6283 phosphopeptides were uniquely enriched in either the first Ga3+-IMAC (41%) or second Fe3+-IMAC (51%). The complementary properties of Ga3+ and Fe3+ were further demonstrated through the exclusive enrichment of almost all of 1214 multiply phosphorylated peptides (99.4%) in the Ga3+-IMAC, whereas only 10% of 5069 monophosphorylated phosphopeptides were commonly enriched in both fractions. The application of sequential Ga3+-Fe3+-IMAC to human lung cancer tissue allowed the identification of 2560 unique phosphopeptides with only 8% overlap. In addition to the above-mentioned mono- and multiply phosphorylated peptides, this fractionation ability was also demonstrated on the basic and acidic phosphopeptides: acidophilic phosphorylation sites were predominately enriched in the first Ga3+-IMAC (72%), while Pro-directed (85%) and basophilic (79%) phosphorylation sites were enriched in the second Fe3+-IMAC. This strategy provided complementary mapping of different kinase substrates in multiple cellular pathways related to cancer invasion and metastasis of lung cancer. Given the fractionation ability and ease of tip preparation of this Ga3+-Fe3+-IMAC, we propose that this strategy allows more comprehensive characterization of the phosphoproteome both in vitro and in vivo.

Current Research Results
Authors: Jun Ming Chen, Meng Chang Chen and Yeali S. Sun

Abstract:
Prior knowledge is an important issue in the study of concept acquisition among students. Traditional studies on prior knowledge generation during reading activities have focused on extracting sentences from reading materials that are manually generated by website administrators and educators. This is time-consuming and strenuous, and hence personalized prior knowledge recommendation is difficult to perform. To cope with this problem, we combine the concept of prior knowledge with social tagging methods to assist the reading comprehension of students studying English. We incorporate tags into a tag based learning approach, which then identifies suitable supplementary materials for quickly constructing a student’s prior knowledge reservoir. The experimental results demonstrate that the proposed approach benefits the students by embedding the additional information in social knowledge, and hence significantly improve their on-line reading efficiency.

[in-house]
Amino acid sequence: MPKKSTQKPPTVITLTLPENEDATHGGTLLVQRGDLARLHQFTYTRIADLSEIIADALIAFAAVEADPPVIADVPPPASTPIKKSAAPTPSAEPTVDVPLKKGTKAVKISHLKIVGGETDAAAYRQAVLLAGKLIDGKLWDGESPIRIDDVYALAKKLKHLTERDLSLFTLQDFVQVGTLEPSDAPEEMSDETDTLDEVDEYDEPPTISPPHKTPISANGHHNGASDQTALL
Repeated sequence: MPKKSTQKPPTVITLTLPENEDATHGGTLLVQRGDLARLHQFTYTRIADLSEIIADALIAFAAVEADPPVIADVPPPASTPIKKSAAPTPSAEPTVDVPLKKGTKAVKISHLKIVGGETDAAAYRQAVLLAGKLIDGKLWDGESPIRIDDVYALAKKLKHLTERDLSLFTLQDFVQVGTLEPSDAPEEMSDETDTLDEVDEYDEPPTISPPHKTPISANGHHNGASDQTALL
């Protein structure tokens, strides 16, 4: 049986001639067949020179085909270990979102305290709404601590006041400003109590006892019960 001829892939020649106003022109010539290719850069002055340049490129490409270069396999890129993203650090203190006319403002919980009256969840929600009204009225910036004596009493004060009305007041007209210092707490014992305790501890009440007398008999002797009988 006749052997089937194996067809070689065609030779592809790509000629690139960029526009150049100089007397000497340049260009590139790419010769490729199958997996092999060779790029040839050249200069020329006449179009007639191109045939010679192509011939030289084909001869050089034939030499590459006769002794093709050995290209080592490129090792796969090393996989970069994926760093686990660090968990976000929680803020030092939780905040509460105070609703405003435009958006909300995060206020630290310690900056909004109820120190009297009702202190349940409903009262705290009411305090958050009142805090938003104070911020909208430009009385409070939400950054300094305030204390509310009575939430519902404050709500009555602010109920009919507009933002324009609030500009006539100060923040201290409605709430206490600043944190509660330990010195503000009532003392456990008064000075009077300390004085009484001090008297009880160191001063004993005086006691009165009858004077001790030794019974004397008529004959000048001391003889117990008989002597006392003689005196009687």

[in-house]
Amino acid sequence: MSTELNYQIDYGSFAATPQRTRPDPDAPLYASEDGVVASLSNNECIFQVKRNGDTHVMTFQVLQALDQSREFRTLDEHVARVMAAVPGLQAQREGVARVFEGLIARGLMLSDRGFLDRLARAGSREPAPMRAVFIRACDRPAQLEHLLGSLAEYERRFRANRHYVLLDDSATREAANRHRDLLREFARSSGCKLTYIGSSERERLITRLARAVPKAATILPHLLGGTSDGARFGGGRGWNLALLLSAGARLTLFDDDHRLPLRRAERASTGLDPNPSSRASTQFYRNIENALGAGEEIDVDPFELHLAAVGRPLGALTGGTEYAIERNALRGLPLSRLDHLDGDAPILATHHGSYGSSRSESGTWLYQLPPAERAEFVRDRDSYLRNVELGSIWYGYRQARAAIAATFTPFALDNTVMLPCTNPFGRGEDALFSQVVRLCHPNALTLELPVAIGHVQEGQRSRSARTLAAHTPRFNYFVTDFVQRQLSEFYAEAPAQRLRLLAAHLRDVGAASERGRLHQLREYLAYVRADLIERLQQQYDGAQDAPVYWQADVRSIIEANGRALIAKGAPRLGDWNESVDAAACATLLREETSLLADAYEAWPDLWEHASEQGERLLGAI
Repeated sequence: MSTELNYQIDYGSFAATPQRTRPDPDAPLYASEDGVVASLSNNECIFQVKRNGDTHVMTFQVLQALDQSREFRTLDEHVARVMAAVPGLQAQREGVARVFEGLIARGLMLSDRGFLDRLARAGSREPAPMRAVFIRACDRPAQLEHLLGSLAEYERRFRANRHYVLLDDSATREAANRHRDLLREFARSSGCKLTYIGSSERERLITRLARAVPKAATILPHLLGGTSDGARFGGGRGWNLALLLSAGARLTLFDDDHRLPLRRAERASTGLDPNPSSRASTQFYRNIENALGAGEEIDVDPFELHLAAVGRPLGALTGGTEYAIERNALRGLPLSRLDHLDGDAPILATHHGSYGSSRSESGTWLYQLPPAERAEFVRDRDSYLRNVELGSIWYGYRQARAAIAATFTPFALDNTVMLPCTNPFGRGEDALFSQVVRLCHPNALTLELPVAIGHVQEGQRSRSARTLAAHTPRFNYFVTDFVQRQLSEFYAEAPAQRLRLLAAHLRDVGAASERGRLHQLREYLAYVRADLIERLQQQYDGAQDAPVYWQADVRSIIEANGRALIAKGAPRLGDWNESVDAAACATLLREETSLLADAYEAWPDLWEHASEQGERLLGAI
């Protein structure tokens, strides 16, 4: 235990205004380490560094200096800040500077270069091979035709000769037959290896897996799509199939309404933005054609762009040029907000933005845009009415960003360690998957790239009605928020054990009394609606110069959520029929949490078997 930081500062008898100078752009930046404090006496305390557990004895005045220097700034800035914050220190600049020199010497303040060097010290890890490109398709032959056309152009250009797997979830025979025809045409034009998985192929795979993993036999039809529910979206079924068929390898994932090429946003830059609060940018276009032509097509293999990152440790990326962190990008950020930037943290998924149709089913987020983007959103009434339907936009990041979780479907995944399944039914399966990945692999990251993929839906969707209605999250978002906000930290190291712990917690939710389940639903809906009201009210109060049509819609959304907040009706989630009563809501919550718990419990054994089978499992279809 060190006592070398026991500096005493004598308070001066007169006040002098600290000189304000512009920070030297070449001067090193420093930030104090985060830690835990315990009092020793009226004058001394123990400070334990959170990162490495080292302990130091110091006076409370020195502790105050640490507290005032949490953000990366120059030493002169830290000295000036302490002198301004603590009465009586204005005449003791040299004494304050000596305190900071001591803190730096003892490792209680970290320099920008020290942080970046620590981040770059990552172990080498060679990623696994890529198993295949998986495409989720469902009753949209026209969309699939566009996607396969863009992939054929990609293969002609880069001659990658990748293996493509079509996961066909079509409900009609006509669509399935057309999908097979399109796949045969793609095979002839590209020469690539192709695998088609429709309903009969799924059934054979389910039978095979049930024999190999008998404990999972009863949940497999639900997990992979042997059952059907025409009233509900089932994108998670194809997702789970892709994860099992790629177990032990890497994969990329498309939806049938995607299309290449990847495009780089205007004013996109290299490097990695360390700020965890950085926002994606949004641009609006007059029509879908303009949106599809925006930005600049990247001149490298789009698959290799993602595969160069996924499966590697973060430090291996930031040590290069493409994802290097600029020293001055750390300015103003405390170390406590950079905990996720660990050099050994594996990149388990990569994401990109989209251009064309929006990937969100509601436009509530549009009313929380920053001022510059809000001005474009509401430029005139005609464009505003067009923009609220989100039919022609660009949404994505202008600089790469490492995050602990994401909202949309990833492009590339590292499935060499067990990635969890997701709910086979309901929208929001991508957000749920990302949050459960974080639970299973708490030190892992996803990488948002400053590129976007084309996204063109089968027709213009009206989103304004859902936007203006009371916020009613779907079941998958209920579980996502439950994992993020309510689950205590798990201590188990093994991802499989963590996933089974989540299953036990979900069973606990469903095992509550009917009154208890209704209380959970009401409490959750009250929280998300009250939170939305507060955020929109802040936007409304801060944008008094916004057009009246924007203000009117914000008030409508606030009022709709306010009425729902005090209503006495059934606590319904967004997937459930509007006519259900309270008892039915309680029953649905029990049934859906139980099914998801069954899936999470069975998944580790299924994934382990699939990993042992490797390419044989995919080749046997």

Current Research Results
"Example-based Human Motion Extrapolation and Motion Repairing Using Contour Manifold," IEEE Transactions on Multimedia, January 2014.
Authors: Nick C. Tang, C. T. Hsu, M. F. Weng, T. Y. Lin, and H. Y. Mark Liao

Abstract:
We propose a human motion extrapolation algorithm that synthesizes new motions of a human object in a still image from a given reference motion sequence. The algorithm is implemented in two major steps: contour manifold construction and object motion synthesis. Contour manifold construction searches for low-dimensional manifolds that represent the temporal-domain deformation of the reference motion sequence. Since the derived manifolds capture the motion information of the reference sequence, the representation is more robust to variations in shape and size. With this compact representation, we can easily modify and manipulate human motions through interpolation or extrapolation in the contour manifold space. In the object motion synthesis step, the proposed algorithm generates a sequence of new shapes of the input human object in the contour manifold space and then renders the textures of those shapes to synthesize a new motion sequence. We demonstrate the efficacy of the algorithm on different types of practical applications, namely, motion extrapolation and motion repair.